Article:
Nara – the former capital of Japan and central hub for politics, economics, and culture predating Kyoto. This ancient locale’s history as the heart of Japan spans throughout history with it also being home to the ancient capitals of Asuka, Fujiwara, and Heijo-kyo between the 600s and 800s. The prefecture of Nara boasts the most national treasures, important cultural properties, historical structures, and historic cultural resources in all of Japan.
Tokyo is now the central hub of Japan, however, it only became the country’s hub for politics and economics relatively recently in the 17th century. Prior to Tokyo becoming Japan’s modern capital, Nara and Kyoto formed the heart of Japan and was home to the Emperor himself. Furthermore, the largest city in western Japan, Osaka, also has its own unique culture built through centuries. In fact, western Japan houses vastly more ancient and Middle Age historical sites than what can be found in eastern Japan.
While Nara is home to such historical prestige, it is often not the first city that comes to mind as a major sightseeing spot in Japan. Tokyo, Osaka, Kyoto, and perhaps Sapporo, owing to the recent skiing boom, are the cities tourists tend to flock to. For those looking for a deep dive into Japan’s history, Nara should be the top destination to visit.
One of the reasons why Nara is not more mainstream is possibly because it is sandwiched between the big names of Osaka and Kyoto. It also finds itself off the shinkansen (bullet train) line, making it less accessible than the aforementioned cities. With the city less than an hour away from both Osaka and Kyoto, many tourists are inclined to drop by for a daytrip, but it is far more recommended to spend more time soaking up all of the temples and other ancient Japanese offerings to be found. Keep reading for a collection of must-see spots that can be reached by foot from Nara city. Drop by these places between October and November, if possible, to see all of the sights draped in beautiful autumnal leaves.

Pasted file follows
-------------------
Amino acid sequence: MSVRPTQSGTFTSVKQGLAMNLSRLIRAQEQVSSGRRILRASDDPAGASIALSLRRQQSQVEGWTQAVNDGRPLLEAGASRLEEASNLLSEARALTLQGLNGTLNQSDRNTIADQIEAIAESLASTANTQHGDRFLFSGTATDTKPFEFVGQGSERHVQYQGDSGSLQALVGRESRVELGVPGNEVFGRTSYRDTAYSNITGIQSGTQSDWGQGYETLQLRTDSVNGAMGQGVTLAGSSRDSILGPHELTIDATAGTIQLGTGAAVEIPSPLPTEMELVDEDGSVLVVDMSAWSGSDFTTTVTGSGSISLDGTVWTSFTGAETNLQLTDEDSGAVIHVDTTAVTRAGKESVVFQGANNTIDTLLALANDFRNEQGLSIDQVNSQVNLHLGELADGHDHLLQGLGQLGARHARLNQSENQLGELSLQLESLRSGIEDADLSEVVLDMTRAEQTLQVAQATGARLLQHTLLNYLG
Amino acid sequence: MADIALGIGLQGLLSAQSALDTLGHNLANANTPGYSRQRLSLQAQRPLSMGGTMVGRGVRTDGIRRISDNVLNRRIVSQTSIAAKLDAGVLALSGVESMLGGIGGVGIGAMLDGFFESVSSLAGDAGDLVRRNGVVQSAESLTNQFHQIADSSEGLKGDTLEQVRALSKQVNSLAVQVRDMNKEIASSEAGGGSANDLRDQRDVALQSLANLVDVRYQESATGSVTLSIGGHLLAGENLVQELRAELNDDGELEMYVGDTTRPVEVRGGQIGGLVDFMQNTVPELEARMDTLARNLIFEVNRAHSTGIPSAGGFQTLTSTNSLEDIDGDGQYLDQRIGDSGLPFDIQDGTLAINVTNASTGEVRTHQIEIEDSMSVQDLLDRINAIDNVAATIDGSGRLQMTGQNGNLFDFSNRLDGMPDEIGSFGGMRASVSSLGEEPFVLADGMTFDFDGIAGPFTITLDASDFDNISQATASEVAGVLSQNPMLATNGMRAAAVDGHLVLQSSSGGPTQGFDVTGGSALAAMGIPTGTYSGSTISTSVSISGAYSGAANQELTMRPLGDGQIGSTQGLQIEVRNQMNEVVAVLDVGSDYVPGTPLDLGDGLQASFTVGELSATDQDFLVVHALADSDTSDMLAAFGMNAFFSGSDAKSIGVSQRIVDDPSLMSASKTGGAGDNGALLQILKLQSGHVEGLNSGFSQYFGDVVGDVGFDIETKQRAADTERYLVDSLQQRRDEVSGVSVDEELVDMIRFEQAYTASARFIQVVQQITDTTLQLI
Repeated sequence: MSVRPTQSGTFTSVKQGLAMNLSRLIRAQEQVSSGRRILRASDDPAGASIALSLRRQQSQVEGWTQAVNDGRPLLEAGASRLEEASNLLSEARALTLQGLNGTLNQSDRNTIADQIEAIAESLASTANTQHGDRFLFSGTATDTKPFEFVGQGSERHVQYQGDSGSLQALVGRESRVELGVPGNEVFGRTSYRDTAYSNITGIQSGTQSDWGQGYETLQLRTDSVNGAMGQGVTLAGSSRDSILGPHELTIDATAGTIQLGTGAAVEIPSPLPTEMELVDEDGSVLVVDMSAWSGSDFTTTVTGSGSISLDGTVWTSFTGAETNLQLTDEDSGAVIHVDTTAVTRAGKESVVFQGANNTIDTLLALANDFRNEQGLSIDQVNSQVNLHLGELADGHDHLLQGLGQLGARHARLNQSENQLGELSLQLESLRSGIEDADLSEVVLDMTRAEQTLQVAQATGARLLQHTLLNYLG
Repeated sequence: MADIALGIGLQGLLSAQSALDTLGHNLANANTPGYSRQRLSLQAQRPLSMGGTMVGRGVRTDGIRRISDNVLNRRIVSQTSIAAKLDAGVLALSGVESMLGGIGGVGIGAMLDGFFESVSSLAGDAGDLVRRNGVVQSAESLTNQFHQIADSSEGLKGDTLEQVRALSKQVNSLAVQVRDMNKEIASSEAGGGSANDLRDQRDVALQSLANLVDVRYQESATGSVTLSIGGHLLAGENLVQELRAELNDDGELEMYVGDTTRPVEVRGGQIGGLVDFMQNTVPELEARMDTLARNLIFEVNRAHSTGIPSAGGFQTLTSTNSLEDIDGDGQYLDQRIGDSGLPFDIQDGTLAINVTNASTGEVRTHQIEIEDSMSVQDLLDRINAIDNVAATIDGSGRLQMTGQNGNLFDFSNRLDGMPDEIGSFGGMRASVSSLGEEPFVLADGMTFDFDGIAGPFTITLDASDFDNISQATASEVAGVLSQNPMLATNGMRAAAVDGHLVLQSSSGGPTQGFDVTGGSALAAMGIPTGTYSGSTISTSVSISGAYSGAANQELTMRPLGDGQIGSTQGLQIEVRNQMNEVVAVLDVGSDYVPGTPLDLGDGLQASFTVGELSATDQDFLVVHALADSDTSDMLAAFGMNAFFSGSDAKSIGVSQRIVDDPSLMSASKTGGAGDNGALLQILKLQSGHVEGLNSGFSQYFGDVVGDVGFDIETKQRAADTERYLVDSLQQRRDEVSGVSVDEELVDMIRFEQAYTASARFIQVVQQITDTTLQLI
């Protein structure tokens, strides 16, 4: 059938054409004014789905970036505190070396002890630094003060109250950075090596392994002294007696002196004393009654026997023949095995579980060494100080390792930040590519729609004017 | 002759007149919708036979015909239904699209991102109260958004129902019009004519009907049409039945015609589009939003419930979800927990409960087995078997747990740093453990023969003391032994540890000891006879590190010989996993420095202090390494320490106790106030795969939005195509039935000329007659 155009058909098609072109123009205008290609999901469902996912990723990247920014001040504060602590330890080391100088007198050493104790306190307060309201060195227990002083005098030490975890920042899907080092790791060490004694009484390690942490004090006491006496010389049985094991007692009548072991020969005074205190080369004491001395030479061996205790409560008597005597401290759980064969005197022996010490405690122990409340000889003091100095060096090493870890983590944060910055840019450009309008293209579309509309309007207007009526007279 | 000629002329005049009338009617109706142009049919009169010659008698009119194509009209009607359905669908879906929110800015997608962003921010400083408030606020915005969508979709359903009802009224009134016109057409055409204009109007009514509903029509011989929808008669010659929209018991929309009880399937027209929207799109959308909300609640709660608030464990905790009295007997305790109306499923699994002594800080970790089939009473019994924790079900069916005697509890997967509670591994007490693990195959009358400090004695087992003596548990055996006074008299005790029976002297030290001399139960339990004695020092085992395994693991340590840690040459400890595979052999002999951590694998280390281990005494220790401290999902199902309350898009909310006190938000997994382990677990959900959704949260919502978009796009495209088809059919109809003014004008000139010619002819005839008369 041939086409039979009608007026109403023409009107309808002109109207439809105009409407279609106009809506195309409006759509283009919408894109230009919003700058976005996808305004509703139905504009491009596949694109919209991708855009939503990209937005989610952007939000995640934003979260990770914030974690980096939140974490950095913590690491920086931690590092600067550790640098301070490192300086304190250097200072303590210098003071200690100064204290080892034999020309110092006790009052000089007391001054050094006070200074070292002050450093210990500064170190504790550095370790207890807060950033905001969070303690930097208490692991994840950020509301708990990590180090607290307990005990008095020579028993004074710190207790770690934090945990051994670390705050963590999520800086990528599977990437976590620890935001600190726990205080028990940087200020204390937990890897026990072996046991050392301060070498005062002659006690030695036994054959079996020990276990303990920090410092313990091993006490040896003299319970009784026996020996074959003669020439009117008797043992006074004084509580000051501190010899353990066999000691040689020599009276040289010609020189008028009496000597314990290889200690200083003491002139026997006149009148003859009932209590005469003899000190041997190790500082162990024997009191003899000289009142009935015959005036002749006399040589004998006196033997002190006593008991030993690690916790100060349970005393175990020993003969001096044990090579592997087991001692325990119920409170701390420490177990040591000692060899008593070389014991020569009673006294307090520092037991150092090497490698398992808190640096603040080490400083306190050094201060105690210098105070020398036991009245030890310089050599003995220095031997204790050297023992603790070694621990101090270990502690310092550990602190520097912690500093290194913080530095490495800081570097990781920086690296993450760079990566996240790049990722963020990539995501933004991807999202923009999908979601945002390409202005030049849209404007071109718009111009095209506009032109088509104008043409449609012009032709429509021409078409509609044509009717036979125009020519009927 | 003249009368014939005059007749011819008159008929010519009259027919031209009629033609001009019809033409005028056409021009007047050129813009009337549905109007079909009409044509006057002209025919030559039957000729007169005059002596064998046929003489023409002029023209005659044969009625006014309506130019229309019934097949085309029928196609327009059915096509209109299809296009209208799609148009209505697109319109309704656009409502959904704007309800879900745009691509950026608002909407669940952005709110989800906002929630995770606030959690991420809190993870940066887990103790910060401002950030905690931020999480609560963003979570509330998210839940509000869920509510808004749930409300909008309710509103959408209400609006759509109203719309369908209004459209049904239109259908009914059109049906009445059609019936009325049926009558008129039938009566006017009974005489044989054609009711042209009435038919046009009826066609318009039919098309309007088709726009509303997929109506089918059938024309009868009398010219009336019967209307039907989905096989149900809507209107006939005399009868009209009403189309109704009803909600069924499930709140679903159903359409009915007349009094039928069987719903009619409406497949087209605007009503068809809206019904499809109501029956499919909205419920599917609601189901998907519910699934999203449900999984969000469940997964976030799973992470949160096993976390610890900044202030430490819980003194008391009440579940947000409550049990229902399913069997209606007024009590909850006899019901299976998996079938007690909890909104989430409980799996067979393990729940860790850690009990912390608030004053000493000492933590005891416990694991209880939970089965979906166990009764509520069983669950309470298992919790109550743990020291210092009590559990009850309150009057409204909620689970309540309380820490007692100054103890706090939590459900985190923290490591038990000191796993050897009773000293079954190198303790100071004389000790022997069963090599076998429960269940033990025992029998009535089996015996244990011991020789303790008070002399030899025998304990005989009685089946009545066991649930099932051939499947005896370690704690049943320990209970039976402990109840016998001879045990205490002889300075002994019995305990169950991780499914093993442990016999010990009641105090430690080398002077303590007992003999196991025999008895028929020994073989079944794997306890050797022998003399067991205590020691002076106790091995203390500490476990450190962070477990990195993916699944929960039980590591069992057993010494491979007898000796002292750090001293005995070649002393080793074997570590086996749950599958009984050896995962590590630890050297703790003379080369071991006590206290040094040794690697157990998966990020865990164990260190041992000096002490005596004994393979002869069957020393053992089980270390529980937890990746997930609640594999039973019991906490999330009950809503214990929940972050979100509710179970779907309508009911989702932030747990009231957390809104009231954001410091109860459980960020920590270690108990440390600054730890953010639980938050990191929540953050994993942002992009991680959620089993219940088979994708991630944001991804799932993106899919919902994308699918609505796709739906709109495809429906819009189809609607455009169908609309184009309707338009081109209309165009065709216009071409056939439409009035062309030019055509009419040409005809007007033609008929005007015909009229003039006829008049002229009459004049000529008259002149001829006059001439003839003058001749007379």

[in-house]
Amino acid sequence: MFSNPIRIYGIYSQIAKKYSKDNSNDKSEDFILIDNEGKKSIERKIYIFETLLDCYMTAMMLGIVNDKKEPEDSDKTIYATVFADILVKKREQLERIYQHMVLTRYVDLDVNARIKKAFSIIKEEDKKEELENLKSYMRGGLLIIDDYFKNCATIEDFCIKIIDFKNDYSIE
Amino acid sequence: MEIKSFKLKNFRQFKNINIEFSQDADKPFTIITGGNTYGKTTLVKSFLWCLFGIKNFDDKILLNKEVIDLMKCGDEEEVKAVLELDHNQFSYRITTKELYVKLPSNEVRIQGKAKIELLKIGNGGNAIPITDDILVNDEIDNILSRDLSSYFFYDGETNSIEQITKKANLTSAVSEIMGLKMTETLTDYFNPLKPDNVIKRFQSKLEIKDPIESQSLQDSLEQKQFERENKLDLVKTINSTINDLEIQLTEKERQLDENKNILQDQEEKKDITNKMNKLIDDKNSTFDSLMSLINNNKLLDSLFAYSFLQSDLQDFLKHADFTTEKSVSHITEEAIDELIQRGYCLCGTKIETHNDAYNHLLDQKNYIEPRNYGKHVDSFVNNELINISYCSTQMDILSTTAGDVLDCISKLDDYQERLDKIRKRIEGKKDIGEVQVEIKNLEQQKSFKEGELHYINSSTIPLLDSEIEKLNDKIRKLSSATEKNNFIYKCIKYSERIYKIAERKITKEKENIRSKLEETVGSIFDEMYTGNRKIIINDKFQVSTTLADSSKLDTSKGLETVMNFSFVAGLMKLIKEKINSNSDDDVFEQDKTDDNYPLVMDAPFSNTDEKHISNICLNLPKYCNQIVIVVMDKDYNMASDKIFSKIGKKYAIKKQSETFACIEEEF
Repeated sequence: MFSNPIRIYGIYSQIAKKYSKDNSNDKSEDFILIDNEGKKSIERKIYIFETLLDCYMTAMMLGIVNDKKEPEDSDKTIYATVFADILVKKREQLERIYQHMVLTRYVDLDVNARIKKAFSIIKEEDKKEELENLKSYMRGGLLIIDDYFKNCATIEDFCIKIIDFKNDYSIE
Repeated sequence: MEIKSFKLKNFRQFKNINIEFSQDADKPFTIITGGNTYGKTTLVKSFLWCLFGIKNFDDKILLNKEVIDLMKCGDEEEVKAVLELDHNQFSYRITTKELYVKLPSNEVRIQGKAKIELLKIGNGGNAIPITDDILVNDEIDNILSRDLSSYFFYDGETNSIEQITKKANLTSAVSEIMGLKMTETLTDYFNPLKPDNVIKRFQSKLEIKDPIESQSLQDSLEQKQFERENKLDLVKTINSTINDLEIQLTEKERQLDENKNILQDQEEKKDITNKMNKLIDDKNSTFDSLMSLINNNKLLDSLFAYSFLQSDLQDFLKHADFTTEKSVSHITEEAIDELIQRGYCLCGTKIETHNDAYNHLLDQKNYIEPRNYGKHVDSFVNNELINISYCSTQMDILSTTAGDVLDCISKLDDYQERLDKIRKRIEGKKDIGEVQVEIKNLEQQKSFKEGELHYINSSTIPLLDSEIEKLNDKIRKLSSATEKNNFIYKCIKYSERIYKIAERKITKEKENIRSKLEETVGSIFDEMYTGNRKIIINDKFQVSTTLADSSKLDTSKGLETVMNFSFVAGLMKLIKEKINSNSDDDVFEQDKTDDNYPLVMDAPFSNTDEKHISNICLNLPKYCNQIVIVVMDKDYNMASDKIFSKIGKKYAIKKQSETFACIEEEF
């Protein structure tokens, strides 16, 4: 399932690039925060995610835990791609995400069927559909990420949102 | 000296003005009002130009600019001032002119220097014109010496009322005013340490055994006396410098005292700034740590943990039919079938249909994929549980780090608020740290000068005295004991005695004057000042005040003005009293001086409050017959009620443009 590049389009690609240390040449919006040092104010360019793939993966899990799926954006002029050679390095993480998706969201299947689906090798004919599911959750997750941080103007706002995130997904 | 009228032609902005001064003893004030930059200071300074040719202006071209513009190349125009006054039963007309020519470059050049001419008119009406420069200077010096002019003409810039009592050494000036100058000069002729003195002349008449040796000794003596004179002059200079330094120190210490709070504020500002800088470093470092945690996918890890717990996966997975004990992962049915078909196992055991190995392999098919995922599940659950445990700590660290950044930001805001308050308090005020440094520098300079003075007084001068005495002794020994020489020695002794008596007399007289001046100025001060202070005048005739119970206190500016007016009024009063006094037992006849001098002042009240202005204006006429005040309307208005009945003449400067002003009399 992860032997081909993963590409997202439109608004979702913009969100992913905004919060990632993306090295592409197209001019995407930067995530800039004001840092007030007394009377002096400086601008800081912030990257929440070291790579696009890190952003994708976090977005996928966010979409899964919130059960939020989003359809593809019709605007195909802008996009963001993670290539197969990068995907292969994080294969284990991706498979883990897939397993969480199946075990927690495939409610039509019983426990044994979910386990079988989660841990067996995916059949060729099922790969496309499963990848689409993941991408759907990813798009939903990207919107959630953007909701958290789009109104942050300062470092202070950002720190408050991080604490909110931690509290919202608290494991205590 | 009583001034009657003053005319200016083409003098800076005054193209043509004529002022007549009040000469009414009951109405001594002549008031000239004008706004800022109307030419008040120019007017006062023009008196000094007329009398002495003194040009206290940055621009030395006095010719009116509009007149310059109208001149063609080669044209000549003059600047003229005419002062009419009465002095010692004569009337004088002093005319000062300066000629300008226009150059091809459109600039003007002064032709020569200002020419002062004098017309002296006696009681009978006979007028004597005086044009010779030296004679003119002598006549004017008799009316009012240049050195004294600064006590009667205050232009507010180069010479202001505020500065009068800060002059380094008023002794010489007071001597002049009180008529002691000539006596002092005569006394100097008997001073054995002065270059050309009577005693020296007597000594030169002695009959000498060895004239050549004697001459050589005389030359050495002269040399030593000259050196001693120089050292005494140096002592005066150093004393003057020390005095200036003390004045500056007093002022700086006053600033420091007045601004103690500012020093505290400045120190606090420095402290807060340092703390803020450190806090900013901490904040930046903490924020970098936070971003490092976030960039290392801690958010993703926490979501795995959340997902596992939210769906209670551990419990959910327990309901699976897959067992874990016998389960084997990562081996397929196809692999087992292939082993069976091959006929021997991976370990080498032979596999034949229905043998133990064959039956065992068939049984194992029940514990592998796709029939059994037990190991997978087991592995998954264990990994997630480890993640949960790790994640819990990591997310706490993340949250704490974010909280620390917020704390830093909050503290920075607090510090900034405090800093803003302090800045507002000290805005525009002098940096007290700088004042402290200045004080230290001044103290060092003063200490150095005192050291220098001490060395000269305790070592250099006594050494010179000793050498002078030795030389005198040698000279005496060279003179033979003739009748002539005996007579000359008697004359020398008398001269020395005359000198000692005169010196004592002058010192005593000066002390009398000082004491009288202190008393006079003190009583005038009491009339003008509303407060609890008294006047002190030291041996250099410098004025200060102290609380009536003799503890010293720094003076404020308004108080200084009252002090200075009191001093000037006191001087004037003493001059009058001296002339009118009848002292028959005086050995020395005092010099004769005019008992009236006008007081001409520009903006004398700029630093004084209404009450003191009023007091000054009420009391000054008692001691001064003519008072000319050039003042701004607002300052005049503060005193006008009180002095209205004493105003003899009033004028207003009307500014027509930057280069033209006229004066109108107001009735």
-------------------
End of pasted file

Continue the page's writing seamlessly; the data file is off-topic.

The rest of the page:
Kasuga Grand Shrine and an ancient forest
Kasuga Grand Shrine was built in 768 to protect Heijo-kyo (the capital at the time) and bring prosperity to the people. According to legend, a kami (Japanese god) rode on the back of a white deer to the Kasuga Grand Shrine, which is why the deer are now regarded as sacred animals and can be found happily living in the surrounds.
The beautifully red-coloured shrine sits proudly at the base of Mikasa-yama and offers plenty to see, including long-stretching torii gates.
A particular sight to see are the lanterns lining the approximately 52-metre-long eastern corridor, and 81-metre-long western corridor. About 1,000 lanterns that have been offered by visitors over the span of 800 years can be found here. Each of the lanterns are unique in shape and design, with brand-new gold ones also found in the mix. In fact, all of the lanterns start off looking gold and gradually change colour over time.